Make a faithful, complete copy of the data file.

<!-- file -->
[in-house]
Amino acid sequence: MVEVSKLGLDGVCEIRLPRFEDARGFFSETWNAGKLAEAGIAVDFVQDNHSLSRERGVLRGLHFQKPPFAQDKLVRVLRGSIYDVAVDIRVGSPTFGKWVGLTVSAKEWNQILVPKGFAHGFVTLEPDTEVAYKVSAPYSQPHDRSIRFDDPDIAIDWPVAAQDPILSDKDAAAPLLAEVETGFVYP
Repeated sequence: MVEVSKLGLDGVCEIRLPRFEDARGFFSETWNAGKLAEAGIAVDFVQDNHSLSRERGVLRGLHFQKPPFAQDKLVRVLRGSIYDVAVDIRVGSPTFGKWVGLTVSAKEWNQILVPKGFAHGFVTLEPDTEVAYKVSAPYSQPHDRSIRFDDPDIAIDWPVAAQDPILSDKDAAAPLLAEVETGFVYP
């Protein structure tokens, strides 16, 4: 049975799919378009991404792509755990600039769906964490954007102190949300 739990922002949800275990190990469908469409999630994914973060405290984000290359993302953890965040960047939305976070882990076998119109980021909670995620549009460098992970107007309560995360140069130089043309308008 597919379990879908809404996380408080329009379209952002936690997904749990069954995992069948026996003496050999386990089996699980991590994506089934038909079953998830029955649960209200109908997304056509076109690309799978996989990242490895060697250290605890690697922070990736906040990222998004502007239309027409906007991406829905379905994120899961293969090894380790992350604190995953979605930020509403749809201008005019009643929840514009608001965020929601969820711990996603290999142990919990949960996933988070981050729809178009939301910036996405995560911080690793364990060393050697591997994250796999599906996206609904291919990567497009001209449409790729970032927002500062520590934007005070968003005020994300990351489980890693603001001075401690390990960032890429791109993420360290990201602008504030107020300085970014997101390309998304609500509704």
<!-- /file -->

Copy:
[in-house]
Amino acid sequence: MVEVSKLGLDGVCEIRLPRFEDARGFFSETWNAGKLAEAGIAVDFVQDNHSLSRERGVLRGLHFQKPPFAQDKLVRVLRGSIYDVAVDIRVGSPTFGKWVGLTVSAKEWNQILVPKGFAHGFVTLEPDTEVAYKVSAPYSQPHDRSIRFDDPDIAIDWPVAAQDPILSDKDAAAPLLAEVETGFVYP
Repeated sequence: MVEVSKLGLDGVCEIRLPRFEDARGFFSETWNAGKLAEAGIAVDFVQDNHSLSRERGVLRGLHFQKPPFAQDKLVRVLRGSIYDVAVDIRVGSPTFGKWVGLTVSAKEWNQILVPKGFAHGFVTLEPDTEVAYKVSAPYSQPHDRSIRFDDPDIAIDWPVAAQDPILSDKDAAAPLLAEVETGFVYP
């Protein structure tokens, strides 16, 4: 049975799919378009991404792509755990600039769906964490954007102190949300 739990922002949800275990190990469908469409999630994914973060405290984000290359993302953890965040960047939305976070882990076998119109980021909670995620549009460098992970107007309560995360140069130089043309308008 597919379990879908809404996380408080329009379209952002936690997904749990069954995992069948026996003496050999386990089996699980991590994506089934038909079953998830029955649960209200109908997304056509076109690309799978996989990242490895060697250290605890690697922070990736906040990222998004502007239309027409906007991406829905379905994120899961293969090894380790992350604190995953979605930020509403749809201008005019009643929840514009608001965020929601969820711990996603290999142990919990949960996933988070981050729809178009939301910036996405995560911080690793364990060393050697591997994250796999599906996206609904291919990567497009001209449409790729970032927002500062520590934007005070968003005020994300990351489980890693603001001075401690390990960032890429791109993420360290990201602008504030107020300085970014997101390309998304609500509704």